My goal is to help you make sense of OSHA training requirements so that you are not just in compliance but are proactively working to keep your workers safe.
To meet state and federal OSHA training requirements, workers may need more than just initial and refresher training to be able to do their jobs correctly, efficiently and safely.
OSHA Training Requirements Language
As you know, we always have to train upfront – before a worker is exposed to a hazard or before they do a task. So, there is an “initial” requirement of training, but, as I like to say, it’s not one and done. There are ongoing training requirements, typically referred to as “refresher” or “annual” training. You also may need to train when there are changes or when you have evidence that a worker is not performing.
Performance-based training is critical to ensuring workplace safety. What this means is that if you have any evidence or any indication that someone is not doing the procedures, you need to identify that and get them retrained immediately. You can’t wait until its time for a “refresher” or “annual” training. Your workers’ safety is dependent upon this.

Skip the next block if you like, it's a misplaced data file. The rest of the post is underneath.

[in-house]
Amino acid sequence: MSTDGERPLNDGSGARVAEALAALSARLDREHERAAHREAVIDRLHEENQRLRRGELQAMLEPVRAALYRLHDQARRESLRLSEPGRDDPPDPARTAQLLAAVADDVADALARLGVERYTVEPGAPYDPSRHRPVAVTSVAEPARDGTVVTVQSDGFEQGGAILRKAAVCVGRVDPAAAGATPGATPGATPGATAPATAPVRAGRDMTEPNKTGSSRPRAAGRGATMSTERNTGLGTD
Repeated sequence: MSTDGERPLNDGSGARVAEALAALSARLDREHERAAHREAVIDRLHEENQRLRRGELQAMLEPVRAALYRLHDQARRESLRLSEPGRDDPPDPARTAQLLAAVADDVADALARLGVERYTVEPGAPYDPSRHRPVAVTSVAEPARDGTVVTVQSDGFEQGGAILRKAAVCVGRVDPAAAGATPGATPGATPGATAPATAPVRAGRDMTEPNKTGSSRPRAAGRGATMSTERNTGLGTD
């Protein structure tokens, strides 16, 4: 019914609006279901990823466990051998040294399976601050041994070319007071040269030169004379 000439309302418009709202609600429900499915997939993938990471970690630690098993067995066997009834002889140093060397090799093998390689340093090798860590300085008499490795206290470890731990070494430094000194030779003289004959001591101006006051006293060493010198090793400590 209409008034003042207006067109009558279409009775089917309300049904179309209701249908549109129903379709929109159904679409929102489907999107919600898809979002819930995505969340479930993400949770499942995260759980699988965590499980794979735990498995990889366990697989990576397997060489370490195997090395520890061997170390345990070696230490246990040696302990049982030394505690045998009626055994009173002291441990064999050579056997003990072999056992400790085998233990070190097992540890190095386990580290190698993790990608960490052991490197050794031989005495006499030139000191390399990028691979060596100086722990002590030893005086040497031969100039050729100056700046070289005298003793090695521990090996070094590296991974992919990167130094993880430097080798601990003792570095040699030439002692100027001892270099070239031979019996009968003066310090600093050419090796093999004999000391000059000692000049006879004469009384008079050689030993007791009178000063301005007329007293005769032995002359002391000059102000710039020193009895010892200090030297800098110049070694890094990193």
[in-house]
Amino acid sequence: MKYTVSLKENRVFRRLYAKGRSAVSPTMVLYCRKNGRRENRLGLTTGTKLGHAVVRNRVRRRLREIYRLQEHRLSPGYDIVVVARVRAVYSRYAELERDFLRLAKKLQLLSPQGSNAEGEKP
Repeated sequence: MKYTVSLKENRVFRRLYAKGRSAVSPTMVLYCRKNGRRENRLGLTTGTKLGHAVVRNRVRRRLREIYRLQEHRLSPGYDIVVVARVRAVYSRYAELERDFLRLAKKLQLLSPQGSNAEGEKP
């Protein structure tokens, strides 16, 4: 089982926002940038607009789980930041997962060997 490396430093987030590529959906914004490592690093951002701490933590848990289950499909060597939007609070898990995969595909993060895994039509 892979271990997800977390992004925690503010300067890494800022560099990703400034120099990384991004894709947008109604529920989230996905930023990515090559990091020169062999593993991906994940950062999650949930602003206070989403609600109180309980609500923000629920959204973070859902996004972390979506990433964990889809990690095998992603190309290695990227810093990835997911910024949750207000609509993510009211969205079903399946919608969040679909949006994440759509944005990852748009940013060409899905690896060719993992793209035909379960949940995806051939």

Listen to my video clip for my thoughts on OSHA training requirements and some specific performance-based examples.
Annual Required Topics Training Frequency: Initial & Annual
OSHA requires employees to be trained on certain topics initially and annually, which include:
- Bloodborne Pathogens
- Portable Fire Extinguisher
- Hazardous Waste
- Hearing Conservation/Noise
- Respiratory Protection
Initial & Repeat Required Topics Training Frequency
OSHA requires employees to be trained on certain topics initially and for it to be repeated when changes occur, which include:
- Confined Space
- Crane/Hoist Operation
- General Electrical & Arc Flash
- Electrical for Qualified Workers
- Emergency Action & Fire Prevention Plans
- Fall Protection
- Hot Work
- Hazard Communication
- Ionizing Radiation
- Personal Protective Equipment
- Powered Platforms
Train the Trainer
I am an OSHA-authorized trainer who also has expertise in training trainers. I focus on training safety trainers, giving practical, applicable and usable ways to help you ensure others “get” what they need to get.